Avoiding Year-End Tax Traps

Making the right moves before December 31 can shave thousands off your bill to Uncle Sam

also the city physician for the township of Englewood, New Jersey, often makes two or three trips a day to either of his offices or to one of the four hospitals where he’s on staff. As a result, Dr. Adair is considering buying an SUV for $50,000 to use specifically for these professional rounds. If he makes these purchases and puts the equipment into service on or before Dec. 31, his taxable income will be reduced by at least $70,000 — the total of his purchases.

“Since Dr. Adair is in a combined federal and state 40% tax bracket, he will realize a tax savings of a least $20,000,” explains Largie.

But understand that not all equipment qualifies. Covered equipment includes computers and automobiles used for business in addition to — for the first time — furniture. For a list of eligible assets, see IRS Publication 535 (www.irs.gov). According to the IRS, ineligible property includes income-producing property (investment or rental property) and property held by an estate or trust or purchased from relatives.

“Better make use of this now because it goes back down to 30% at the end of 2004 if the provisions are not extended,” says Largie.

What the Tax Law Changes Mean for You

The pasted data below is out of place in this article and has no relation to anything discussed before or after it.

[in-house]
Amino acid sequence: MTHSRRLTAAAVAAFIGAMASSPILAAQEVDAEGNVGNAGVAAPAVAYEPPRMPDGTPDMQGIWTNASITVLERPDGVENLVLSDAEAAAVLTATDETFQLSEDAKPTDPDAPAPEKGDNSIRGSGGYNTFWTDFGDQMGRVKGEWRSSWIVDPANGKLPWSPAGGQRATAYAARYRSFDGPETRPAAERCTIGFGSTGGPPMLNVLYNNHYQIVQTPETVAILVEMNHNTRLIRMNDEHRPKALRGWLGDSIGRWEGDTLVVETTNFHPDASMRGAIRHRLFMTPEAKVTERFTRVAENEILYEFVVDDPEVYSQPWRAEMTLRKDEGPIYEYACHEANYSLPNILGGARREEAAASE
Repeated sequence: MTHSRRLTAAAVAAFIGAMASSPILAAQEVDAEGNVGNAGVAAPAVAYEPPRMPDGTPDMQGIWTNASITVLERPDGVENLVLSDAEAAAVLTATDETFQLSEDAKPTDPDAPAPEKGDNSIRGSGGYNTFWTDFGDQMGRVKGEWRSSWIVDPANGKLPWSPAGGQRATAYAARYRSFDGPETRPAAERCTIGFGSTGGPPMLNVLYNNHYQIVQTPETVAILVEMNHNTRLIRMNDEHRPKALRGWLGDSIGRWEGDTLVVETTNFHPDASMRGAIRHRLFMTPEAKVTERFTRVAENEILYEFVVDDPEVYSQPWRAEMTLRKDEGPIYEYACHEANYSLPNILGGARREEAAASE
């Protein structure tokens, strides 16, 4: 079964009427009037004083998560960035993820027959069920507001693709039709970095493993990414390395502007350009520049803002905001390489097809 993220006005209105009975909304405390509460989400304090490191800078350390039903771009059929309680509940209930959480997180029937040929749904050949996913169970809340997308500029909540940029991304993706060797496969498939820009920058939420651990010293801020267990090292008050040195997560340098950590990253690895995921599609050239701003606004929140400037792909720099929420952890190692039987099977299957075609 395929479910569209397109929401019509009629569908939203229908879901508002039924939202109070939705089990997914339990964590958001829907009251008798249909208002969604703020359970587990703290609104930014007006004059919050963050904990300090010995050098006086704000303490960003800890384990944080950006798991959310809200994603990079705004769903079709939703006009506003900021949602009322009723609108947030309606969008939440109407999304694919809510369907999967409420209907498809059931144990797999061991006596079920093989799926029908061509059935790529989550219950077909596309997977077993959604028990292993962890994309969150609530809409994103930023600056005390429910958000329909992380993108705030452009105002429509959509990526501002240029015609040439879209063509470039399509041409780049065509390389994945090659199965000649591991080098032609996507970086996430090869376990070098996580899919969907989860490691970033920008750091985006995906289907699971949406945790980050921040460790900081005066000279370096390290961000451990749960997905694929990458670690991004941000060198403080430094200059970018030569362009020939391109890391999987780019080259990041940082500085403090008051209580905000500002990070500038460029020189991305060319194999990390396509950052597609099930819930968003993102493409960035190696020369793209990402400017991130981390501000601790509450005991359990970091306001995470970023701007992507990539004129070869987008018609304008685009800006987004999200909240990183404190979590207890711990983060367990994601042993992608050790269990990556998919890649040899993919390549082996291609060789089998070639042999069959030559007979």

American citizens didn’t wait long to see the extra cash generated by the new tax laws. Employers lowered the amount of federal tax withheld from their workers’ paychecks, reflecting lower tax rates for most people and a larger standard deduction for married couples. Also, for many taxpayers who claimed the Child Tax Credit last year, the Treasury mailed checks as an advance payment of the credit’s increase. The new tax law also lowered the tax rates for long-term capital gains and qualifying dividends, allowing taxpayers to reduce their estimated tax payments for the year following May 2003.

However, there are other changes that affect individuals. These changes include:

Revised 2003 Tax Rate Schedules. The tax rate brackets of 27%, 30%, 35%, and 38.6%, have been reduced to 25%, 28%, 33%, and 35%, respectively. Also, the 15% rate bracket for married taxpayers filing jointly and qualifying widowers has expanded to twice that of single filers. And the maximum taxable income subject to the 10% tax rate has increased to $7,000 for single taxpayers and married taxpayers filing separately ($14,000 for married taxpayers filing jointly and qualifying widowers).

The basic standard deduction for married taxpayers filing jointly and qualifying widowers has increased to $9,500 (twice that of single filers). The standard deduction for married taxpayers filing separately has increased to $4,750 (the same as that of single taxpayers).

The maximum Child Tax Credit has increased from $600 to $1,000 per child.

A reduction in capital gains. The maximum tax rate on net capital gain (i.e., net long-term capital gain reduced by any net short-term capital loss) has been reduced from 20% to 15% (and from 10% to 5% for taxpayers in the 10% and 15% tax rate brackets) for property sold or otherwise disposed of after May 5, 2003 (and installment sale payments received after that date).

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